Ransomware remains one of the most feared attacks, mainly because many organizations still don’ t follow basic cyber security hygiene including backing up data and patching software.
The latest strain discovered made a brief appearance over the weekend, when researchers saw it being distributed through the EITest malware campaign into the RIG exploit kit. Dubbed PyCL by Bleeping Computer because it is programmed in Python, the ransomware was only distributed for one day and didn’t securely encrypt files, which makes the article’s author suspect it may have been a test distribution run — in which case infosec teams should pay attention.
It was being spread through hacked sites that redirected the visitor to RIG exploit kits, which would then try and exploit vulnerabilities on the computer in order to install the ransomware. “The PyCL Ransomware is distributed as an NSIS installer that contains a Python package that is used to encrypt a computer and a tutorial on how to pay the ransom,” says the article. “PyCL also communicates back to the Command & Control (C2) server at each stage of the process in order to provide debugging/status information to the developer.”
PyCL first checks if the user has administrative privileges, and if so will delete the shadow volume copies. It then connects to the C2 server again and sends a POST request to an Internet address which sends the victims’ Windows version, whether the victim has administrative privileges, the screen resolution, processor architecture, computer name, user name, and the mac address of the primary network adapter. The C2 responds with a public RSA-2048 public encryption key, a bitcoin payment address, the ransom amount in bitcoins, and the ransom amount in US dollars.
For some reason this version of the malware then creates a copy of files, then encrypts them with a unique AES-256 encryption key — but the original files aren’t deleted. If, or when, this ransomware is fully released that may change.
Separately Trend Micro reported the Cerber family of ransomware now has adopted a new technique to make itself harder to detect by defensive behaviour-detecting software that uses machine learning. The loader checks if the malware is running in a virtual machine (VM), if it is running in a sandbox, if certain analysis tools are running on the machine, or if certain AV products are present. If any of these checks fail, the malware stops running.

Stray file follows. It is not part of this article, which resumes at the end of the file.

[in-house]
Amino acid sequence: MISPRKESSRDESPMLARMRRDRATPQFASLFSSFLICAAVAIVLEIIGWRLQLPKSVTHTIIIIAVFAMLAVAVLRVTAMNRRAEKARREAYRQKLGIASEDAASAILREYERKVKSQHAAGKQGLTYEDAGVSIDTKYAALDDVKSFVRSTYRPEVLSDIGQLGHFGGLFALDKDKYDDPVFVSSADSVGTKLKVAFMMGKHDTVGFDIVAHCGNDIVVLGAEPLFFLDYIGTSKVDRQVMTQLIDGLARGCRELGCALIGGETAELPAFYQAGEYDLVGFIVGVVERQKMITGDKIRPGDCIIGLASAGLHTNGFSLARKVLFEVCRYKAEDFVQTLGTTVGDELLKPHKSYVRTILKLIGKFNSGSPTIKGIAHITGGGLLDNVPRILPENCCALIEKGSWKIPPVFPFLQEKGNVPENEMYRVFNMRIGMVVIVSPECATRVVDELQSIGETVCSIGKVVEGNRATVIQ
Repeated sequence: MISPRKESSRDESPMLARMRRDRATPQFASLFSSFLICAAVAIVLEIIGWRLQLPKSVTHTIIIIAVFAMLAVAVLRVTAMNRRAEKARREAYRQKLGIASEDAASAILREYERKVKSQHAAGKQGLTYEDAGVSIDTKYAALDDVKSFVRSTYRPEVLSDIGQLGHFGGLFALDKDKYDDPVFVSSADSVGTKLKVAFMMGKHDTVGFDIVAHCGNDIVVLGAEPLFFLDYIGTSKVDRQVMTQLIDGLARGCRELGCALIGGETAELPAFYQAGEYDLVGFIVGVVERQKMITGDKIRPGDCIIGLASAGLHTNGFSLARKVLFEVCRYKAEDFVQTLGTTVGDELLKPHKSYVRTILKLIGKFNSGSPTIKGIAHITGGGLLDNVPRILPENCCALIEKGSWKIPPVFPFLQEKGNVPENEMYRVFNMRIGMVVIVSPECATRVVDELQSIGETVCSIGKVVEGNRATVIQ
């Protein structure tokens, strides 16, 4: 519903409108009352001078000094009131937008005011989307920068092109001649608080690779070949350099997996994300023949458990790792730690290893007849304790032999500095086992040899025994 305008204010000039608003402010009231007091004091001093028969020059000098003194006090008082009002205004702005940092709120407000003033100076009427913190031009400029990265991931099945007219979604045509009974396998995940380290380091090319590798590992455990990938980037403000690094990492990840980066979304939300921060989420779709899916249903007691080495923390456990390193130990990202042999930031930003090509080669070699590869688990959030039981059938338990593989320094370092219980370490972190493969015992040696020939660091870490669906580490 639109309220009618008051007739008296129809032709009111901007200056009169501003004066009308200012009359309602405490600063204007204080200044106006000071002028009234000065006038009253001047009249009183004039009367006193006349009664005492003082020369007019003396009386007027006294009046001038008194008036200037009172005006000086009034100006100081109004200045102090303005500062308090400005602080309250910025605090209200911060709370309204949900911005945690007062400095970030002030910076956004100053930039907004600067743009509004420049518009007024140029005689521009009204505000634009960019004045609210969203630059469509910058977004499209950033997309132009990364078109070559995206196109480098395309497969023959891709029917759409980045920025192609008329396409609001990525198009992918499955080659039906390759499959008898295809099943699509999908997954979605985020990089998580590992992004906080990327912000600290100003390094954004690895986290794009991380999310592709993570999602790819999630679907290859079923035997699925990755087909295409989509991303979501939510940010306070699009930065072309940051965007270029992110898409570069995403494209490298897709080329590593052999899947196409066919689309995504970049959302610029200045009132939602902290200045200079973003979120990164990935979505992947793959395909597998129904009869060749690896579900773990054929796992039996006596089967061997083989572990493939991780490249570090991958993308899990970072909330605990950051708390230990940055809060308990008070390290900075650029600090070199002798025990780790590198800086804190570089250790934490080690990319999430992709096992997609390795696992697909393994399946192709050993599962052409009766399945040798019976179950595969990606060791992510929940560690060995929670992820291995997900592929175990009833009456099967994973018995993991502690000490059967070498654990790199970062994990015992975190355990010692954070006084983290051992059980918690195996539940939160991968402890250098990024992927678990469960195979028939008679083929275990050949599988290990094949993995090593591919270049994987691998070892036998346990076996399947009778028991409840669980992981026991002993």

The new packaging and loading mechanism can cause problems for static machine learning approaches, such as those that analyze a file without any execution or emulation, says Trend Micro. “All self-extracting files may look similar by structure, regardless of the content. Unpacked binaries with limited features may not look malicious either. In other words, the way Cerber is packaged could be said to be designed to evade machine learning file detection. For every new malware detection technique, an equivalent evasion technique is created out of necessity.”
This new evasion technique does not defeat an anti-malware approach that uses multiple layers of protection, the vendor adds. “Cerber has its weaknesses against other techniques. For instance, having an unpacked .DLL file will make it easy to create a one-to-many pattern; alternately having a set structure within an archive will make it easier to identify if a package is suspicious. Solutions that rely on a variety of techniques, and are not overly reliant on machine learning, can still protect customers against these threats.”